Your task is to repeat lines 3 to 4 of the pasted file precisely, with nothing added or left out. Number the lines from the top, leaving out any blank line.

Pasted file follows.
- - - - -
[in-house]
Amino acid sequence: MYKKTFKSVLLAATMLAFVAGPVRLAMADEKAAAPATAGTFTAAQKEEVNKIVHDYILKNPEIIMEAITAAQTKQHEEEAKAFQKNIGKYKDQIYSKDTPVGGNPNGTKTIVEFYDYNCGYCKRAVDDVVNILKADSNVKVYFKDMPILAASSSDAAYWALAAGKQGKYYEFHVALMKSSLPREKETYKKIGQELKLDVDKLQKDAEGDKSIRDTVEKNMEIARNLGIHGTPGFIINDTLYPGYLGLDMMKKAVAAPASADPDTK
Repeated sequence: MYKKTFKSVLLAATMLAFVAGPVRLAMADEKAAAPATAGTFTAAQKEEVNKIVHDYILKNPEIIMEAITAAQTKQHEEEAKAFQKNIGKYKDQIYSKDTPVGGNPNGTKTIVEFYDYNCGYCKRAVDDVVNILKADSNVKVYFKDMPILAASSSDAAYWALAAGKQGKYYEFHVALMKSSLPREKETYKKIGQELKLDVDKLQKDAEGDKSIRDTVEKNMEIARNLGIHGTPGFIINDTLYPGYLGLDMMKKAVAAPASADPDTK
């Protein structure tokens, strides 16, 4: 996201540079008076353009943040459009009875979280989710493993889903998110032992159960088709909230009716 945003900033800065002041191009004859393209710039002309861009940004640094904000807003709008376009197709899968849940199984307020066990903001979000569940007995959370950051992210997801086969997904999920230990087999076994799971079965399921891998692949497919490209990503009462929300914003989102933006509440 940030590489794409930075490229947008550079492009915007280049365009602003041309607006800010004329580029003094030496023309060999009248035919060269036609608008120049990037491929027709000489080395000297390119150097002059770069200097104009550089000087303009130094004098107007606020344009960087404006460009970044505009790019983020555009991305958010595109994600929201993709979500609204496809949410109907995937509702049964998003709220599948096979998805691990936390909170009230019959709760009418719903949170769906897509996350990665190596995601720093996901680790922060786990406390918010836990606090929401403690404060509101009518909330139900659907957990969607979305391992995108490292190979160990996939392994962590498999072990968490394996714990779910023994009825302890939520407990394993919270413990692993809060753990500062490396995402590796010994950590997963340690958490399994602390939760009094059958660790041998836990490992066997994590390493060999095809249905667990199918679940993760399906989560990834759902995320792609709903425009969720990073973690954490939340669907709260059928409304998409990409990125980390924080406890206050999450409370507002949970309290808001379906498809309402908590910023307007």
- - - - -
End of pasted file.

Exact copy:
Repeated sequence: MYKKTFKSVLLAATMLAFVAGPVRLAMADEKAAAPATAGTFTAAQKEEVNKIVHDYILKNPEIIMEAITAAQTKQHEEEAKAFQKNIGKYKDQIYSKDTPVGGNPNGTKTIVEFYDYNCGYCKRAVDDVVNILKADSNVKVYFKDMPILAASSSDAAYWALAAGKQGKYYEFHVALMKSSLPREKETYKKIGQELKLDVDKLQKDAEGDKSIRDTVEKNMEIARNLGIHGTPGFIINDTLYPGYLGLDMMKKAVAAPASADPDTK
């Protein structure tokens, strides 16, 4: 996201540079008076353009943040459009009875979280989710493993889903998110032992159960088709909230009716 945003900033800065002041191009004859393209710039002309861009940004640094904000807003709008376009197709899968849940199984307020066990903001979000569940007995959370950051992210997801086969997904999920230990087999076994799971079965399921891998692949497919490209990503009462929300914003989102933006509440 940030590489794409930075490229947008550079492009915007280049365009602003041309607006800010004329580029003094030496023309060999009248035919060269036609608008120049990037491929027709000489080395000297390119150097002059770069200097104009550089000087303009130094004098107007606020344009960087404006460009970044505009790019983020555009991305958010595109994600929201993709979500609204496809949410109907995937509702049964998003709220599948096979998805691990936390909170009230019959709760009418719903949170769906897509996350990665190596995601720093996901680790922060786990406390918010836990606090929401403690404060509101009518909330139900659907957990969607979305391992995108490292190979160990996939392994962590498999072990968490394996714990779910023994009825302890939520407990394993919270413990692993809060753990500062490396995402590796010994950590997963340690958490399994602390939760009094059958660790041998836990490992066997994590390493060999095809249905667990199918679940993760399906989560990834759902995320792609709903425009969720990073973690954490939340669907709260059928409304998409990409990125980390924080406890206050999450409370507002949970309290808001379906498809309402908590910023307007």